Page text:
Debate about how to achieve even these minimal reductions is barely off the starting block. Tax and subsidy incentives for big companies to shunt ever more goods around the world in pursuit of comparative commercial advantage remain in place. Publicly funded international financial institutions such as the World Bank still invest billions of dollars in oil and gas development – many times more than they devote to energy efficiency measures or renewable energy technologies – even as they are given charge of more and more streams of finance intended to support multilateral environmental agreements.
Radicals have few effective spaces other than the streets in which to challenge financial and political elites’ preference for economic growth at all costs. Interim funds and mechanisms designed to “do something” while maintaining the political status quo are constantly renewed, reviewed and re-advertised. Each is shown to be as empty as the last (the GEF, for example, inaugurated at the Rio Earth Summit in 1992, is underfunded and now almost forgotten – despite its claims to the contrary), while ever more “solutions” emerge – for example, the World Bank’s Carbon Investment Funds, initiated 15 years after the GEF.
The most likely proposals for Copenhagen are to continue the cap-and-trade systems. These were introduced under the Kyoto Protocol to allow the industrialized countries to collaborate with other countries in order to achieve communal reductions in greenhouse gases at the cheapest price. But these mechanisms have been criticized as weak and ineffective. “Emissions Trading” between industrialised countries was designed to set incentives for reducing gases by giving out permits on the basis of current emissions, then allowing countries that “overachieve” reduction targets to sell their remaining carbon credits to those who have underachieved. This system was flawed from the start by capping emissions for Russia and the Ukraine at their 1990 levels at a time when their economies were contracting. These countries now emit about 25 per cent less CO2 than in 1990 because of deindustrialisation following the collapse of the Soviet Union. Under “Emissions Trading”, Russia and Ukraine can “sell” this 25 per cent reduction to governments who continue to pollute, as if it reflected genuine energy saving and reduced emissions. For many policymakers, this generosity to Russia and Ukraine was a necessary concession to establish emissions trading and the Kyoto Protocol. Critics called this the trading of “hot air”.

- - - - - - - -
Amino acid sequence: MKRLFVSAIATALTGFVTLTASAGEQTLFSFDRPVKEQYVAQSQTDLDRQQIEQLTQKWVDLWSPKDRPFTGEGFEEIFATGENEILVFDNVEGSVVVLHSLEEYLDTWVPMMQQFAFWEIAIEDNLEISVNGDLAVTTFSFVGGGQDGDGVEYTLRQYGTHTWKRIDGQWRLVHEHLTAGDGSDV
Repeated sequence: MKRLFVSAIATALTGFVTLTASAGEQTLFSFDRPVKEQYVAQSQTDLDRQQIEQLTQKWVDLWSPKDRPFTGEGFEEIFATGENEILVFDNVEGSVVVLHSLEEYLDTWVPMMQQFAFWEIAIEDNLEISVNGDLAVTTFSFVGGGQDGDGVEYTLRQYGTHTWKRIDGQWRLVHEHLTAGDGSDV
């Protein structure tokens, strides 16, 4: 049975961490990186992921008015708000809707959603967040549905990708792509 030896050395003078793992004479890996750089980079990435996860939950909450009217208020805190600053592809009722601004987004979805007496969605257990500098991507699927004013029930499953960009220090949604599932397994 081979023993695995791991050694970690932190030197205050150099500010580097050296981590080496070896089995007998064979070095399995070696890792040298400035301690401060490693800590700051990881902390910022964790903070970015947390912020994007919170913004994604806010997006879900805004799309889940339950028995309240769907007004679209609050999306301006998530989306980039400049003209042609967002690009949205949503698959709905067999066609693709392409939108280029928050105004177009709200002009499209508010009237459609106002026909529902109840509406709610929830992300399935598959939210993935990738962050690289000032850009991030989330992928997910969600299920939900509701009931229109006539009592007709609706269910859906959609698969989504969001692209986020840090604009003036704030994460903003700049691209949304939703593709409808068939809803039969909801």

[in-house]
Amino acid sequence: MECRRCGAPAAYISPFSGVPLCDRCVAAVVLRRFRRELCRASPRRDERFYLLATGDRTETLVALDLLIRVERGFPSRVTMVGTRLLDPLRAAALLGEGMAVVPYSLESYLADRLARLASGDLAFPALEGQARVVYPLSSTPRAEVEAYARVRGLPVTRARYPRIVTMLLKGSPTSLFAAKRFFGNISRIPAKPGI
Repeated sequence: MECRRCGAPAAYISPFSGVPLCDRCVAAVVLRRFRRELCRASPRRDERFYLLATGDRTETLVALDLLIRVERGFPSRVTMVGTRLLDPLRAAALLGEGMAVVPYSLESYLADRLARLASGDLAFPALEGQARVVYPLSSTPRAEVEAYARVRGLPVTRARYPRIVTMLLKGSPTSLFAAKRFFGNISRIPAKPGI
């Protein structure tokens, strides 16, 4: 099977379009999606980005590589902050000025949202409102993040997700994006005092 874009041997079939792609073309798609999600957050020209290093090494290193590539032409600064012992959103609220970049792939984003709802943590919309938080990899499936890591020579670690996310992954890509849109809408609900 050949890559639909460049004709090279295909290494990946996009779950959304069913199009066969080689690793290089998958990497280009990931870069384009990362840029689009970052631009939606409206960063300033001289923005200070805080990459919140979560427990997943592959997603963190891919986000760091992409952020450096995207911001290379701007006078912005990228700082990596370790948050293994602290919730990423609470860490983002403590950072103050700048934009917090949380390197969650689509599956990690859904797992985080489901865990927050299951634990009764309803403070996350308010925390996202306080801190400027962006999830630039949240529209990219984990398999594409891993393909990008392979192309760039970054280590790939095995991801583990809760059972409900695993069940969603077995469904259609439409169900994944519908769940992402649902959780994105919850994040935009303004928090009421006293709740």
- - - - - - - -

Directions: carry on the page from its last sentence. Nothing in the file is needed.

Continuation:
Other “flexible mechanisms” introduced during the 1990s under the Kyoto Protocol included Joint Implementation (JI) and the Clean Development Mechanism (CDM). These mechanisms allow industrialised countries to achieve some emission targets by investing in renewable energy or plantation forestry abroad. (JI is investment between industrialised countries; CDM involves investment from North to South). These schemes remain in place – with all the attendant costs of reviews, publications, staff salaries and other overheads.
The idea is that policy should encourage emission-reducing investments wherever they are cheapest. This logic is valid on some levels, but can be criticised for picking first – and perhaps only – the “low hanging fruit”. Unfortunately, many such projects are also not properly monitored, and who knows what happens to the “benefits” once the initial, publicly advertised phase is over. One infamous problem was that investors sometimes used the CDM to earn money through abusing loopholes. For example, the greenhouse gas HFC-23 has an impact on global warming around 11,700 times greater than similar amounts of CO2. Some companies deliberately set up factories to manufacture this refrigerant, and then close the factories down in order to claim benefits from the CDM. Experts estimate HFC 23 emitters can earn almost twice as much from these credits as they can from selling the gas itself.
Other concerns involve land use and forests. Fixing carbon into soil and tree plantations is not straightforward. To appear effective it needs fast-growing trees with little disturbance; usually monocultures, requiring high water, fertiliser and pesticide inputs to survive, with all the social and environmental consequences involved in replacing complex productive landscapes.